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These sisters' words could be law

Linda and Loretta Sanchez, rarities on Capitol Hill, reveal pivotal life moments in 'Dream in Color.'

August 29, 2008|Lynell George | Times Staff Writer

So much of politics is about who you know -- strategic alliances, swiftly forged intimacies. There are the family dynasties, to be sure, as well as a few husbands and wives who have done their share of heavy lifting in the name of public service. But rarer still in American politics are siblings working shoulder to shoulder.

That's why much fuss was made when U.S. Rep. Linda Sanchez joined her sister, Loretta, on Capitol Hill in January 2003. Her swearing-in made history; the Sanchezes are not only the first sisters in Congress, but also Latinas, daughters of immigrant Mexican parents who set firm goals for their seven children.

Representing Garden Grove (Loretta) and Lakewood (Linda), the sisters, both Democrats, have led vivid, visible careers -- unseating long-time incumbents, contesting elections, simmering in controversy, fighting for immigrant rights, fending off critics, battling sexism -- all of it in front of the media's steady stare.

In "Dream in Color," their book that comes out Tuesday, the Sanchez sisters take it all on, from their tumultuous political journeys to the pressure and expectations of their Latino constituencies -- and at moments, even each other as they recall pivotal moments from their past. Part memoir, part how-to-succeed guide, the book is as colorful and outspoken as the sisters themselves.

"It was so much fun to write," said Loretta, via cellphone, while walking to an early-morning television interview this week at the Democratic National Convention in Denver. "We're almost like 'Rowan & Martin's Laugh-In' when we get together. I got my little digs in. She got hers. Some of the people who have seen early copies of it have said: 'Oh my God, did she say that?' But they don't understand our family."

Strong words and strong will are definitely central elements key to large-family survival. "With seven kids you're always negotiating," noted the 48-year-old Loretta. Over the years, as the family moved from El Monte to Anaheim, Loretta, the second eldest, came to be known as "The Warden" among the younger siblings since much of their care and discipline was doled out by her.

"She always had her soapbox," 39-year-old Linda, the sixth child, recalls early on in "Dream in Color," "and was preaching about eating the right food, doing chores, and taking care of ourselves to the point where sometimes I felt like I might as well be living in a convent."

The strictness, passed down from their parents, served its purpose. The idea was if the kids were busy with studies, chores and other family responsibilities, they couldn't get into trouble. Their parents, Maria Macias and Ignacio Sanchez, ultimately raised a family of high-achievers -- lawyer, businessmen, mortgage broker, civil engineer. It is that "strict immigrant work ethic," that Linda and Loretta fall back on.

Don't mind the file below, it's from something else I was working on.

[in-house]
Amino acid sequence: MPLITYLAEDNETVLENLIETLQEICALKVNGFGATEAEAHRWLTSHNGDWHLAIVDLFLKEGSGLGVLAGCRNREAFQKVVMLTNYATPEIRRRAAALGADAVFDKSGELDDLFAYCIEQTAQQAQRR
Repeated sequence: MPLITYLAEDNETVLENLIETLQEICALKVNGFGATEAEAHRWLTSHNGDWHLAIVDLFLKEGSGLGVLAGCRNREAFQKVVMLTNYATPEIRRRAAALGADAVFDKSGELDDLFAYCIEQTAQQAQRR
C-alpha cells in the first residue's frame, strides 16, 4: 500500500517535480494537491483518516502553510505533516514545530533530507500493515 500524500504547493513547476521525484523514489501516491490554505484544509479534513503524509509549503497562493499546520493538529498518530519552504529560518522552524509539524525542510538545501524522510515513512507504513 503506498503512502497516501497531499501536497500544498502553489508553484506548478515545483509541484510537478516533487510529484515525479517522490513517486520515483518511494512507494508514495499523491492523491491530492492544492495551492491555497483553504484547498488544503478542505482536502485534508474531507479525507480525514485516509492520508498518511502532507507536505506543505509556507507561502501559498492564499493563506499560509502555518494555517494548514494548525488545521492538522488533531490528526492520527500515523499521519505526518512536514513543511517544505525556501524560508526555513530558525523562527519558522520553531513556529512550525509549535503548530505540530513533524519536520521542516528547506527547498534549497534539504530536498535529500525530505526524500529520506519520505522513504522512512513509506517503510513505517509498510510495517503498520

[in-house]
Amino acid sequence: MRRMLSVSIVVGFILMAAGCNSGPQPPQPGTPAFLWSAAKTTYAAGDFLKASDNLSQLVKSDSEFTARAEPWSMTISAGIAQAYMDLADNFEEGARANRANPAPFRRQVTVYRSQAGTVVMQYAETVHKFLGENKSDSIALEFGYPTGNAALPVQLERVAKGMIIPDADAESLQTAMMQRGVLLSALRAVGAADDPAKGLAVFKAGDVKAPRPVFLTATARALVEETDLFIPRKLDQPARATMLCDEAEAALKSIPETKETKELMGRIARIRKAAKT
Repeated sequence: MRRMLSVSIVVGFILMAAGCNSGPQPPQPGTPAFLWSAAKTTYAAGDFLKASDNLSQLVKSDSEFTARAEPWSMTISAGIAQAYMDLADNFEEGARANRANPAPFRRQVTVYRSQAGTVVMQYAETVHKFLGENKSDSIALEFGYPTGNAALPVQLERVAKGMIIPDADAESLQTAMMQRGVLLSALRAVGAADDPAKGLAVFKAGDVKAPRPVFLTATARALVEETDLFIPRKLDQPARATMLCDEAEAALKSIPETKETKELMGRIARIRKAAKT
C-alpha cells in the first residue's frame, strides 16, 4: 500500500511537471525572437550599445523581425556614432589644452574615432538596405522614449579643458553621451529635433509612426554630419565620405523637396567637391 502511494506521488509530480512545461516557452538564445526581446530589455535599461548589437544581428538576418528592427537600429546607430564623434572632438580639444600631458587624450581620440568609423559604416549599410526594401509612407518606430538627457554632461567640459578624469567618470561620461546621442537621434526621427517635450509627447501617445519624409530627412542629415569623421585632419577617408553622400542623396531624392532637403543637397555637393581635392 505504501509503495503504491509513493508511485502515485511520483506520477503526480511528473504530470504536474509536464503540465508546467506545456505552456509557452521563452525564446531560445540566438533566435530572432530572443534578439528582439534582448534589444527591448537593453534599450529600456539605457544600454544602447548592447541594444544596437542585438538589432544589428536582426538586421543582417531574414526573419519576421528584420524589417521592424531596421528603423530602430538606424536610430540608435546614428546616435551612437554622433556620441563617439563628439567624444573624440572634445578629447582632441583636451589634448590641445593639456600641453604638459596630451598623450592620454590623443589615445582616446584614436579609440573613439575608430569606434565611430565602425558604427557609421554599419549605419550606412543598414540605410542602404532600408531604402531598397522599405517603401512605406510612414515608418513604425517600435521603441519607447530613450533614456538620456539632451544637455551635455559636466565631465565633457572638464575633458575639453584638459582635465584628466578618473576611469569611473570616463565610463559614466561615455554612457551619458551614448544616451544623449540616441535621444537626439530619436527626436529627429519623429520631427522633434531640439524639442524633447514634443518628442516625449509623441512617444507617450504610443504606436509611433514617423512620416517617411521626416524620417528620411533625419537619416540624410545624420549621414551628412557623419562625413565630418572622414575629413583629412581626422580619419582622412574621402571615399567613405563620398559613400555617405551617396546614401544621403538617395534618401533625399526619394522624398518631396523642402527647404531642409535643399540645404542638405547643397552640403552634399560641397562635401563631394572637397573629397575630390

Telling this story, about two focused, self-assured Latinas defying expectations, felt crucial at this moment, Loretta said. It was a way to place their own experiences against a contemporary backdrop that is also full of joys and contradictions -- Sen. Hillary Rodham Clinton shattering the glass ceiling with her historic run for president joined, in real time, by a fervent backlash against illegal immigration. This is the world of clashing truths and sensibilities that the Sanchezes inhabit and battle through daily.

There was talk of doing a book a little while ago. "Actually we had a different book deal," Loretta explained Tuesday morning. "It was sort of a nuts-and-bolts 'how to win an election' for women, young people." People who have traditionally had trouble getting into politics and through the process. "We started with a ghost writer, but then he ran away. For good!"

"We didn't have a structure starting out," Linda said later the same day, moments after descending the podium after her convention speech. "But in recalling events, we realized that even though we grew up in the same family, we perceived things a little differently. So we decided to arrange it thematically."

Co-writer Richard Buskin, who has written several books about influential women -- Marilyn Monroe and Princess Diana among them -- sat the sisters down and interviewed them, taping the conversations. "Sometimes the three of us would be in the same room. Other times I would write something up and then Richard would call and ask questions," Loretta said. "He was great because he knew how to organize us."

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